Sunday, August 30, 2015

Stella Dallas (1937)

I have ten movie notes to catch up on. Rather than stuff them all into one big post that will take a month to write I am going to just do short commentaries on each one separately.

Stella Dallas had been sitting in the 'unavailable' section of my movie queue for about three years when it suddenly turned up in the mail one day. Based on a novel by the once-popular Olive Higgins Prouty, whose name has turned up in these screens (those being the ones on my site) before, the 1937 movie was the second adaptation, following a silent version that had come out in 1925. King Vidor, probably better remembered among the serious now for his silent masterpieces, was the director, and the star was the great Barbara Stanwyck, who is much-loved among internet film aficionados. There were a few moments here where I thought I might be beginning to glimpse the genius of Barbara Stanwyck, though on the whole I was still not possessed by it. I thought, for example, that she often overplayed the vulgarity and low breeding of Stella Dallas, which would have been obvious at a much lower degree, though I guess the spectacle and her contrast with the country club set would have been considered humorous at the time. Even more than other movies from the Depression era, there is no ambiguity in this one about how better it is to be rich and go to the best schools and run with the best people than otherwise, even to the point of giving up your sixteen year old daughter who is all you have in the world, and renouncing all claims to seeing her again, because your social background and position is too awful and contaminating an influence if your daughter is to have any hope of a desirable life (the plot of the story is that the son of a disgraced millionaire, temporarily self-exiled to a nondescript mill town, impulsively marries the working class Stella and has a daughter with her, soon after which however their impossibly disparate backgrounds cause them to drift far apart. Stephen Dallas eventually re-unites with his old horseback-riding flame, who is conveniently widowed as well as possessed of her own millions, and the latter part of the movie concerns Stella coming to realize that of course she must give up her daughter to go and live her father and his new wife and partake in the superior life they know). This attitude is consistent with Olive Higgins Prouty's other work that I know, all of which involves to some degree the Boston Brahmin circles in which she moved, and involves a character, or multiple characters, who are the inheritors of this exalted blood, or spirit, but due to one circumstance or other need time and the undergoing of some ordeal before they can rise to the exalted level where they inherently belong.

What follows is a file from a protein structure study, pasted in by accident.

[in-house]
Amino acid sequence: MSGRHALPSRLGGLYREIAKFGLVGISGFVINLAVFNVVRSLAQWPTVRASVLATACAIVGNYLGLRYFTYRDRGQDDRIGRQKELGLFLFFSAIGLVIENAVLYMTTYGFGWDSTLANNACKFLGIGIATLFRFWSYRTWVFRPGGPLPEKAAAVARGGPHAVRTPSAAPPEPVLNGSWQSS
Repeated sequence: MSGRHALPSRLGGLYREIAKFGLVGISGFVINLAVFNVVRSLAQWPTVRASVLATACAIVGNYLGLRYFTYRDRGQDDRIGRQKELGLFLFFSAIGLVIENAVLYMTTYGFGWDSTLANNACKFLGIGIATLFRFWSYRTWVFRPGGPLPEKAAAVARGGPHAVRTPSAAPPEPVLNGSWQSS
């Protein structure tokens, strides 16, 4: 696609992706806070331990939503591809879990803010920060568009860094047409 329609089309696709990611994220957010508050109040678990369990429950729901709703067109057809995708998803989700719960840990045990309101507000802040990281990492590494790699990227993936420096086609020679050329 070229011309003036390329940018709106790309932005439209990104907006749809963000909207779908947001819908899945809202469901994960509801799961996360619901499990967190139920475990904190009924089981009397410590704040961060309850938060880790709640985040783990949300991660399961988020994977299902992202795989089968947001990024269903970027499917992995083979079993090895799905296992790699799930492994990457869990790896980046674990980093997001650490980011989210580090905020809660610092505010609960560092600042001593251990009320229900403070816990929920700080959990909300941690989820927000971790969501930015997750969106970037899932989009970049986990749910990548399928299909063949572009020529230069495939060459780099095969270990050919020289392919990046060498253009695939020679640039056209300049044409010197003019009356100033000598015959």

This movie has a lot of the expected studio charms of its era, music, sets, the sense, especially pronounced in this, that there are some people out there who have pretty swell lives, and the idea that these exist should give you some twinge of happiness even if one personally is not capable of living that way himself. They really understood social humiliation back in the 30s. Modern scenes of humiliation where someone is getting mercilessly taunted and laughed at by a mob or having his manhood, either physically or intellectually, eviscerated by some alpha male or female, tend to annoy me, but the scene of the 10th (?) birthday party where none of the classmates showed up because the other families did not accept the mother, Stella, as worthy of their patronage really got to me. And the scene at the end, Laurel (the daughter)'s wedding, where Stella is forced to stand outside in the cold looking in on the service though a window, and the new rich mother demonstrates her humanity by asking the butler to leave the shades open, is incredible, because it is played as though this would be the absolutely natural thing to do in such a circumstance.    

Wednesday, August 05, 2015

The Annual Vacation Picture Post (Only Without Any Pictures)